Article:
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Endangered animals get voice on YouTube

Characters in the series include Eric the Pangolin

The former creative director at Popcorn Digital in the UK is working with a charitable foundation on a new series featuring anthropomorphic virtual YouTubers who give a voice to endangered animals.

Bruna Capozzoli, who stepped down from her role at UK kids’ entertainment specialist Cake’s digital arm earlier this year, is now head of creative content at On the Edge Conservation (OTEC).

The not-for-profit is dedicated to the promotion of biodiversity and conservation and has today launched a weekly shortform series aimed at 9-12s on its YouTube channel.

Created by Capozzoli, characters such as Lexi the Aye Aye and Eric the Pangolin are designed to entertain and engage young online audiences while also highlighting the threat to their existence.

Tegan the Kakapo will join the group in the coming weeks, with each character getting their own Instagram profile. Associated TikTok channels will launch in February.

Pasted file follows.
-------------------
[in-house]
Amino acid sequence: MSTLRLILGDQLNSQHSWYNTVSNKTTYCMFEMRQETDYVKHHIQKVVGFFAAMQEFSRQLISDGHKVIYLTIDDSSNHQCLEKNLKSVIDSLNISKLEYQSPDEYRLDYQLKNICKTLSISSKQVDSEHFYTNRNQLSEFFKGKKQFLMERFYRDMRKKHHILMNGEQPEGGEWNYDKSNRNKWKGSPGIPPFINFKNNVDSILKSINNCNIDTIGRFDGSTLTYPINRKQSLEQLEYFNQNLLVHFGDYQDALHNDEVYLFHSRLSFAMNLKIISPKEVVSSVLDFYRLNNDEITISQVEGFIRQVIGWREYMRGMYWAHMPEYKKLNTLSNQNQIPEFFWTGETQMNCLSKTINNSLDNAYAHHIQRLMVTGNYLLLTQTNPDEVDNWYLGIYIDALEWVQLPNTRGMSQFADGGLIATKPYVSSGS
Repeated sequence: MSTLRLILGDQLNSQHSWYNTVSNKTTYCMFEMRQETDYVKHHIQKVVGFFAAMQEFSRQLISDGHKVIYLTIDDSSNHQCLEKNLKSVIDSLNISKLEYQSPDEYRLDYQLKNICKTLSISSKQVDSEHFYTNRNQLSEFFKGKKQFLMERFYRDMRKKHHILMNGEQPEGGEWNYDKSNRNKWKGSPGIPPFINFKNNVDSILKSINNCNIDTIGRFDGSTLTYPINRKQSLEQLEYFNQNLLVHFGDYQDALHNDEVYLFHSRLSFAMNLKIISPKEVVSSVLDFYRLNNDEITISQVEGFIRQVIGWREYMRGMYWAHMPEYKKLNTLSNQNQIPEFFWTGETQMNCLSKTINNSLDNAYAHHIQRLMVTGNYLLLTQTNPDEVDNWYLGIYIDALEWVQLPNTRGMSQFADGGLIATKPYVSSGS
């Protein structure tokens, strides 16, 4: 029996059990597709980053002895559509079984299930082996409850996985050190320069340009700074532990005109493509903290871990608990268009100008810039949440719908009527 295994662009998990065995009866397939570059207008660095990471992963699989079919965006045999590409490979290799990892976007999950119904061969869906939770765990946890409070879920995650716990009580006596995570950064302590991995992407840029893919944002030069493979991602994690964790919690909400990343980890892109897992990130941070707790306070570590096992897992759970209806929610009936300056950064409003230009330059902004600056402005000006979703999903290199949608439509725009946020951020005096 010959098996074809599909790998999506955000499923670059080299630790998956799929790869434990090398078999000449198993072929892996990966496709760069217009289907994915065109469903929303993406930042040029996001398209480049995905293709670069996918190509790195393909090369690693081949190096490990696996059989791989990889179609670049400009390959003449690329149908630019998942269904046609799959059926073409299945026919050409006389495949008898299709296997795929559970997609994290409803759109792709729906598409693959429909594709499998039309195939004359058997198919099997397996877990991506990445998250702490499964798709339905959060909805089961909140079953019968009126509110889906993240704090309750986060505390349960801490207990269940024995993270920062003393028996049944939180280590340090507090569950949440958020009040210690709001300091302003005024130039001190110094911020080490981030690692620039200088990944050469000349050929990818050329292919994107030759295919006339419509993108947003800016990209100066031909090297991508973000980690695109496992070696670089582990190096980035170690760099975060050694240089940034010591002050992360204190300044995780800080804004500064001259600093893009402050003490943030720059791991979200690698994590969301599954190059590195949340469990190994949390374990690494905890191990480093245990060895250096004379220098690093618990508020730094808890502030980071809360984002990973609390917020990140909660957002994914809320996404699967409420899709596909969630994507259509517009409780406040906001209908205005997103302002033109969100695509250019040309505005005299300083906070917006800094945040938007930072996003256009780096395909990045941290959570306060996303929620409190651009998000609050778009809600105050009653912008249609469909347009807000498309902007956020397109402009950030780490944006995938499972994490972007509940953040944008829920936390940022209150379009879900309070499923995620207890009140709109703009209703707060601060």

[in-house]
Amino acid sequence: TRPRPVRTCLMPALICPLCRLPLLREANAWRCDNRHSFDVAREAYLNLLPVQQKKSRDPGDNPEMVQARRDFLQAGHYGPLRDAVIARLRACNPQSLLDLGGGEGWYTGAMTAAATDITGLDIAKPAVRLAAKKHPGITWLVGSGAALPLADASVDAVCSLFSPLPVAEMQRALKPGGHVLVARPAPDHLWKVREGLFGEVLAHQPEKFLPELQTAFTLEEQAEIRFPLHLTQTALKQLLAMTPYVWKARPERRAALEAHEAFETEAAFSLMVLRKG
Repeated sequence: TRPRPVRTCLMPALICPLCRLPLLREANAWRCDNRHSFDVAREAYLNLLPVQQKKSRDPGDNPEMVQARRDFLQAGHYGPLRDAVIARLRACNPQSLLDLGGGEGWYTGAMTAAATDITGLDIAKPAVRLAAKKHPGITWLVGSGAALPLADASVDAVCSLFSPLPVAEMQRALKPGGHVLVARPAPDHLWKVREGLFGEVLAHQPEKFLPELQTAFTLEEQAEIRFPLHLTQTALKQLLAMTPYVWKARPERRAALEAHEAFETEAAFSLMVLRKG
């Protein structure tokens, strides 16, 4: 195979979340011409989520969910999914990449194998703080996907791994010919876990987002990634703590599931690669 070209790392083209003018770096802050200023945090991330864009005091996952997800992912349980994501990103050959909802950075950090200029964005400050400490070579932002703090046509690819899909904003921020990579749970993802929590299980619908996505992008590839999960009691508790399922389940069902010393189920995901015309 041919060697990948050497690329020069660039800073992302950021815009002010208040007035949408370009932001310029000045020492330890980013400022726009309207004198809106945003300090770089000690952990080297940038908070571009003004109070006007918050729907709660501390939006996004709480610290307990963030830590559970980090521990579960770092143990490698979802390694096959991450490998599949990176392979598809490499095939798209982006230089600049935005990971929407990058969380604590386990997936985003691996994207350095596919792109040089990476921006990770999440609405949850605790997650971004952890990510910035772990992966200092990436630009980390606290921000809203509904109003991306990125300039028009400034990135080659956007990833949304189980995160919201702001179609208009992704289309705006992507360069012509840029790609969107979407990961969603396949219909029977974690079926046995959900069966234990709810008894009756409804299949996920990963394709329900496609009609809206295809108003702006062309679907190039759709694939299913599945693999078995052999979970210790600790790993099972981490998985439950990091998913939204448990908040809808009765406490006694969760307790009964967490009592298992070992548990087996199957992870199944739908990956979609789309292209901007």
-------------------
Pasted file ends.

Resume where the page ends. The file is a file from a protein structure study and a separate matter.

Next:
The animals have been created using a new form of motion capture, where the face, hands and body movements are rendered simultaneously, instead of afterwards. This process enables animation in real time, “delivering the pace and feel of a classic vlogger,” OTEC said.

The tech was designed by Doppelganger, a collaborative of technical specialists who came together to deliver OTEC’s brief for the project.

The characters’ stories have been written by Emmy-winning screenwriting partnership Mark Huckerby and Nick Ostler.

OTEC said it had “ambitious plans” to leverage the IP across different channels including licensing, third-party brand collaborations and coproduced content.

The On the Edge YouTube channel follows the launch of mobile game, Kakapo Run, while digital specialist Capozzoli has previously worked with firms and brands including digital producer Diagonal View and Talking Tom & Friends.

During Capozzoli’s three years at Popcorn Digital, the company established itself as a key destination for brands and producers looking to learn more about YouTube consumption and to boost online engagement.

Beth Blood, founder and CEO of OTEC, said: “By giving a voice to unfamiliar but endangered animals through modern storytelling techniques, we will promote biodiversity as something to be celebrated in pop culture.”

Capozzoli added: “In this project, we have really evolved our storytelling. Through the beauty of virtual influencers, we have surpassed relaying retrospective news and moved towards cultural commentary. The key to ensuring our characters could evolve and gain lives of their own was mastering the technology that sits behind motion capture.”

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